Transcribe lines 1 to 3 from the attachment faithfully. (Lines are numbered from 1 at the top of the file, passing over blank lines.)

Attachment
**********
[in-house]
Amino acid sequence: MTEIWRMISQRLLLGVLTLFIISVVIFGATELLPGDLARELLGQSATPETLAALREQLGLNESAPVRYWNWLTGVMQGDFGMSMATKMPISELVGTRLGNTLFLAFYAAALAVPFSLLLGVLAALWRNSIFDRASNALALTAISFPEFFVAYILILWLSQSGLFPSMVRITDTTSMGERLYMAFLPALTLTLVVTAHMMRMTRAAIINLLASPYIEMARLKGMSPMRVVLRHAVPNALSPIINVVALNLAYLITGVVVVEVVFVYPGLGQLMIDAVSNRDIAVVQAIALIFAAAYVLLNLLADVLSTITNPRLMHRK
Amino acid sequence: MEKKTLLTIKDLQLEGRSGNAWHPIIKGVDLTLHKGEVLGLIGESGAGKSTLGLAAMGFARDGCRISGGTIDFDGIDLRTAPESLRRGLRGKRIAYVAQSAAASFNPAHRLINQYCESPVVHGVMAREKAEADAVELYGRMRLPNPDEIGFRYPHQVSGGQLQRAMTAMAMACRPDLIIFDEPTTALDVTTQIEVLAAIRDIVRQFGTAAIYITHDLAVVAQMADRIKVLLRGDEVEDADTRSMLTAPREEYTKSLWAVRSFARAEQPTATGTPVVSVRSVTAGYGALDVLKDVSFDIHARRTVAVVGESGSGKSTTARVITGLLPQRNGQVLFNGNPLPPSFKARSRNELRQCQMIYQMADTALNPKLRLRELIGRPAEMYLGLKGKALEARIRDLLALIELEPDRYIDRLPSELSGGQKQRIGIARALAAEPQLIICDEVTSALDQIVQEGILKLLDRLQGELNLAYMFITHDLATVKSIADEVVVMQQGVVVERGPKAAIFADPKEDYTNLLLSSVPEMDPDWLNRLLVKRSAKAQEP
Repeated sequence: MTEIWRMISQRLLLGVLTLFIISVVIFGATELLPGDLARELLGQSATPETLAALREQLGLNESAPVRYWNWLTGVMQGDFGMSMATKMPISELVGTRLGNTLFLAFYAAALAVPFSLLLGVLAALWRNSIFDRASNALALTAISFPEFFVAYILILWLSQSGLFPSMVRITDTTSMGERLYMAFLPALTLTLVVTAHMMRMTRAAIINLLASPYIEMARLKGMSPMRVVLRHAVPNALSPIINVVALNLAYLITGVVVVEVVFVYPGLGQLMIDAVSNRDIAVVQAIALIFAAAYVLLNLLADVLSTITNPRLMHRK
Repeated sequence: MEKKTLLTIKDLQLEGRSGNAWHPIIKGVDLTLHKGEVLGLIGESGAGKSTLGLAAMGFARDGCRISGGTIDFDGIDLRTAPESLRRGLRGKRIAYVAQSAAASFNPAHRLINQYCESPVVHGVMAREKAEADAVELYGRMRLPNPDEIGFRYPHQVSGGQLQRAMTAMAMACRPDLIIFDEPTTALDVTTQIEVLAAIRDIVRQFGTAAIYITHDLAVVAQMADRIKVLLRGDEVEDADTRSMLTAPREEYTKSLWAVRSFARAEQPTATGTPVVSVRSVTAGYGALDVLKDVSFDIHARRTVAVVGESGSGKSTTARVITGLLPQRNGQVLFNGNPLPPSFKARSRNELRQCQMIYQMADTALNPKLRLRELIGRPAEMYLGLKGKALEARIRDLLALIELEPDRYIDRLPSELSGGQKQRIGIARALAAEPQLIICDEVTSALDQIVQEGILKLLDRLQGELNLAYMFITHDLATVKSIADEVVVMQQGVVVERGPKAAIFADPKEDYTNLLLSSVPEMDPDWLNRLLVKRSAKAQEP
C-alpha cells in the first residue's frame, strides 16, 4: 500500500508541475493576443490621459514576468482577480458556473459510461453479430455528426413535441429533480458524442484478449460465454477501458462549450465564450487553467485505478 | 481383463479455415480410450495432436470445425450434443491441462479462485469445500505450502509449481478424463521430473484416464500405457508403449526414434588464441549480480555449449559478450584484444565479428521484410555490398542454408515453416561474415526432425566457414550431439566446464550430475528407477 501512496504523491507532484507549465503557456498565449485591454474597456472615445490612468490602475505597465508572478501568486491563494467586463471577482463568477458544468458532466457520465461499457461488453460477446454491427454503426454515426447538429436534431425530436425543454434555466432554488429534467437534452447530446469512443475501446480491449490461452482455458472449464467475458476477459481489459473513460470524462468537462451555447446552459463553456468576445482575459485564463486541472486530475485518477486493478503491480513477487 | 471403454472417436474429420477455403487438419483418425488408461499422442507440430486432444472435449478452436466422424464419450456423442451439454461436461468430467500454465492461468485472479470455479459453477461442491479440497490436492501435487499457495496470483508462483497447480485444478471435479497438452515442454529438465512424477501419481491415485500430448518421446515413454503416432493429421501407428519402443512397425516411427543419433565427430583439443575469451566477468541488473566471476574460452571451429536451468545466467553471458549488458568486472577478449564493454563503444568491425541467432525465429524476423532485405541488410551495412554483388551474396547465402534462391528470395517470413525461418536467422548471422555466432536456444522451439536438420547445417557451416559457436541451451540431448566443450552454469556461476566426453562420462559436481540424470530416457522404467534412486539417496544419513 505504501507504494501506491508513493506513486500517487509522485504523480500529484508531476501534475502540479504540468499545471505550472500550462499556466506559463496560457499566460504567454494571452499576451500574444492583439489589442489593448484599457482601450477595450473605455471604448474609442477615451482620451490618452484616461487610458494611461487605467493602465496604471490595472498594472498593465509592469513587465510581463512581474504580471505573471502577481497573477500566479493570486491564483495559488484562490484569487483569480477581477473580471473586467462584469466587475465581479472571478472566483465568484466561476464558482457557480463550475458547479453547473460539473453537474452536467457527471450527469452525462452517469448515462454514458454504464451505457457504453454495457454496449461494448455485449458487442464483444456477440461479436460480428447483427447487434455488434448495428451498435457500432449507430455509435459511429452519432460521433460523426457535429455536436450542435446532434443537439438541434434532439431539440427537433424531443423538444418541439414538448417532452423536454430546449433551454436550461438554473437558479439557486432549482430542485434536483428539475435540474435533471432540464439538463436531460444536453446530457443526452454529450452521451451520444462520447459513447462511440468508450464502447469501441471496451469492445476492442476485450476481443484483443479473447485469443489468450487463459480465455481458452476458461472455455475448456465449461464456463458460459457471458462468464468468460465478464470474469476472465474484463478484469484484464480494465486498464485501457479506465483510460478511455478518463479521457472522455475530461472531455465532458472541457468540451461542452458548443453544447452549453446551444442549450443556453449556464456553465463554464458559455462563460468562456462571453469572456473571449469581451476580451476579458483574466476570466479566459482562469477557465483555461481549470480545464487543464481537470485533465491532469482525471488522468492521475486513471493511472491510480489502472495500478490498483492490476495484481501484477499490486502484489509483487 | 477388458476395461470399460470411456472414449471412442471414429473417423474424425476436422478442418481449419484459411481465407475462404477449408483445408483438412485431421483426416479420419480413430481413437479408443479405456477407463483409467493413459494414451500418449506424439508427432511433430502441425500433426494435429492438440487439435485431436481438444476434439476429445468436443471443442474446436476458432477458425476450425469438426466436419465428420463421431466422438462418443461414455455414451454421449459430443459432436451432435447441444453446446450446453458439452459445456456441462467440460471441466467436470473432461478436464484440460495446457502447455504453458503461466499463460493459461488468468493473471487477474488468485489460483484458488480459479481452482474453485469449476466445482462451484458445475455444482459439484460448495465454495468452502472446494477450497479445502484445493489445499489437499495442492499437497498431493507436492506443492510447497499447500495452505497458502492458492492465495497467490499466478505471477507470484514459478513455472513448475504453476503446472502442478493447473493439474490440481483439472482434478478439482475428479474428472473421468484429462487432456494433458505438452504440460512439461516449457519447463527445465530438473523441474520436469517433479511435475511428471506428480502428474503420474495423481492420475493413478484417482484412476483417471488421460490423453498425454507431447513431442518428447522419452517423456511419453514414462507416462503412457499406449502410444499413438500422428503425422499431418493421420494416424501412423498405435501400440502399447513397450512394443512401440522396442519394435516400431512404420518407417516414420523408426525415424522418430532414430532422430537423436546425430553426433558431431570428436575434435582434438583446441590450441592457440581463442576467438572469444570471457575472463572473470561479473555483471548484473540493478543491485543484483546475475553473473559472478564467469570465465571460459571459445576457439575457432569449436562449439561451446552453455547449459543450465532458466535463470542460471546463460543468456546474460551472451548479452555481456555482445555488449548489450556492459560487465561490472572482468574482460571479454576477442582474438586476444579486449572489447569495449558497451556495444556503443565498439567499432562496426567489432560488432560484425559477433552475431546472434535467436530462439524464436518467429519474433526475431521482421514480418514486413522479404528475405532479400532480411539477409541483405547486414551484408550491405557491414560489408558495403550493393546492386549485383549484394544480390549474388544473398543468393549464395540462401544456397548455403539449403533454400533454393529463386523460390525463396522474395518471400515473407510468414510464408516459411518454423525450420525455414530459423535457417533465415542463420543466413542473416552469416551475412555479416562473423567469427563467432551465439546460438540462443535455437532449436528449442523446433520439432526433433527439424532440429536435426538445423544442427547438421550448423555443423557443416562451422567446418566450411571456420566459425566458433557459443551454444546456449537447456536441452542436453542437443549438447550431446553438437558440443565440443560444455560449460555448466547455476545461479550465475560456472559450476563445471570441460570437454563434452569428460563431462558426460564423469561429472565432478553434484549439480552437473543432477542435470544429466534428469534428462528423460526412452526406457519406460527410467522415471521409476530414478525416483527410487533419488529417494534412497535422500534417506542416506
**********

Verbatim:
[in-house]
Amino acid sequence: MTEIWRMISQRLLLGVLTLFIISVVIFGATELLPGDLARELLGQSATPETLAALREQLGLNESAPVRYWNWLTGVMQGDFGMSMATKMPISELVGTRLGNTLFLAFYAAALAVPFSLLLGVLAALWRNSIFDRASNALALTAISFPEFFVAYILILWLSQSGLFPSMVRITDTTSMGERLYMAFLPALTLTLVVTAHMMRMTRAAIINLLASPYIEMARLKGMSPMRVVLRHAVPNALSPIINVVALNLAYLITGVVVVEVVFVYPGLGQLMIDAVSNRDIAVVQAIALIFAAAYVLLNLLADVLSTITNPRLMHRK
Amino acid sequence: MEKKTLLTIKDLQLEGRSGNAWHPIIKGVDLTLHKGEVLGLIGESGAGKSTLGLAAMGFARDGCRISGGTIDFDGIDLRTAPESLRRGLRGKRIAYVAQSAAASFNPAHRLINQYCESPVVHGVMAREKAEADAVELYGRMRLPNPDEIGFRYPHQVSGGQLQRAMTAMAMACRPDLIIFDEPTTALDVTTQIEVLAAIRDIVRQFGTAAIYITHDLAVVAQMADRIKVLLRGDEVEDADTRSMLTAPREEYTKSLWAVRSFARAEQPTATGTPVVSVRSVTAGYGALDVLKDVSFDIHARRTVAVVGESGSGKSTTARVITGLLPQRNGQVLFNGNPLPPSFKARSRNELRQCQMIYQMADTALNPKLRLRELIGRPAEMYLGLKGKALEARIRDLLALIELEPDRYIDRLPSELSGGQKQRIGIARALAAEPQLIICDEVTSALDQIVQEGILKLLDRLQGELNLAYMFITHDLATVKSIADEVVVMQQGVVVERGPKAAIFADPKEDYTNLLLSSVPEMDPDWLNRLLVKRSAKAQEP